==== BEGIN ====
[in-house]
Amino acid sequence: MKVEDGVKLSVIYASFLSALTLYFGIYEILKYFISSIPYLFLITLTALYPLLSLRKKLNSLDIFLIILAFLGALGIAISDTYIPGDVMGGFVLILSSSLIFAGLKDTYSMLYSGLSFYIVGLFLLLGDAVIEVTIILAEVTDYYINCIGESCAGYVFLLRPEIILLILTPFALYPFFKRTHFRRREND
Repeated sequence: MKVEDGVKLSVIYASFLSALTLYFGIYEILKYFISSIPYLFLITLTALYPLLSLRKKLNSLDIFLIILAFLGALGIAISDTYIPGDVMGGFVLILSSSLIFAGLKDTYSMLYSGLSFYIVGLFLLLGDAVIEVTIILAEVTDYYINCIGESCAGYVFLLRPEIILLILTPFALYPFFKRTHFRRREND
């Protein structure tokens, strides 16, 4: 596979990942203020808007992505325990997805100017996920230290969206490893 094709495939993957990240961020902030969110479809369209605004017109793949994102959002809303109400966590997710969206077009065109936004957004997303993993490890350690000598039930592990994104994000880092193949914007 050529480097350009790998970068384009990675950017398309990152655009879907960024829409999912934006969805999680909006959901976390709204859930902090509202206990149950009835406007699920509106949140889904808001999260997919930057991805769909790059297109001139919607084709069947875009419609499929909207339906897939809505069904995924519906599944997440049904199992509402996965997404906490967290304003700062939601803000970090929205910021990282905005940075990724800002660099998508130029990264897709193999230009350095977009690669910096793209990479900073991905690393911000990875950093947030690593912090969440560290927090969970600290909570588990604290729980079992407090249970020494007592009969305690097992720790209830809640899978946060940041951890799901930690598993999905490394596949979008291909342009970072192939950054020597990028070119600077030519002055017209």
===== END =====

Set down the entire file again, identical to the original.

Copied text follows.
[in-house]
Amino acid sequence: MKVEDGVKLSVIYASFLSALTLYFGIYEILKYFISSIPYLFLITLTALYPLLSLRKKLNSLDIFLIILAFLGALGIAISDTYIPGDVMGGFVLILSSSLIFAGLKDTYSMLYSGLSFYIVGLFLLLGDAVIEVTIILAEVTDYYINCIGESCAGYVFLLRPEIILLILTPFALYPFFKRTHFRRREND
Repeated sequence: MKVEDGVKLSVIYASFLSALTLYFGIYEILKYFISSIPYLFLITLTALYPLLSLRKKLNSLDIFLIILAFLGALGIAISDTYIPGDVMGGFVLILSSSLIFAGLKDTYSMLYSGLSFYIVGLFLLLGDAVIEVTIILAEVTDYYINCIGESCAGYVFLLRPEIILLILTPFALYPFFKRTHFRRREND
């Protein structure tokens, strides 16, 4: 596979990942203020808007992505325990997805100017996920230290969206490893 094709495939993957990240961020902030969110479809369209605004017109793949994102959002809303109400966590997710969206077009065109936004957004997303993993490890350690000598039930592990994104994000880092193949914007 050529480097350009790998970068384009990675950017398309990152655009879907960024829409999912934006969805999680909006959901976390709204859930902090509202206990149950009835406007699920509106949140889904808001999260997919930057991805769909790059297109001139919607084709069947875009419609499929909207339906897939809505069904995924519906599944997440049904199992509402996965997404906490967290304003700062939601803000970090929205910021990282905005940075990724800002660099998508130029990264897709193999230009350095977009690669910096793209990479900073991905690393911000990875950093947030690593912090969440560290927090969970600290909570588990604290729980079992407090249970020494007592009969305690097992720790209830809640899978946060940041951890799901930690598993999905490394596949979008291909342009970072192939950054020597990028070119600077030519002055017209």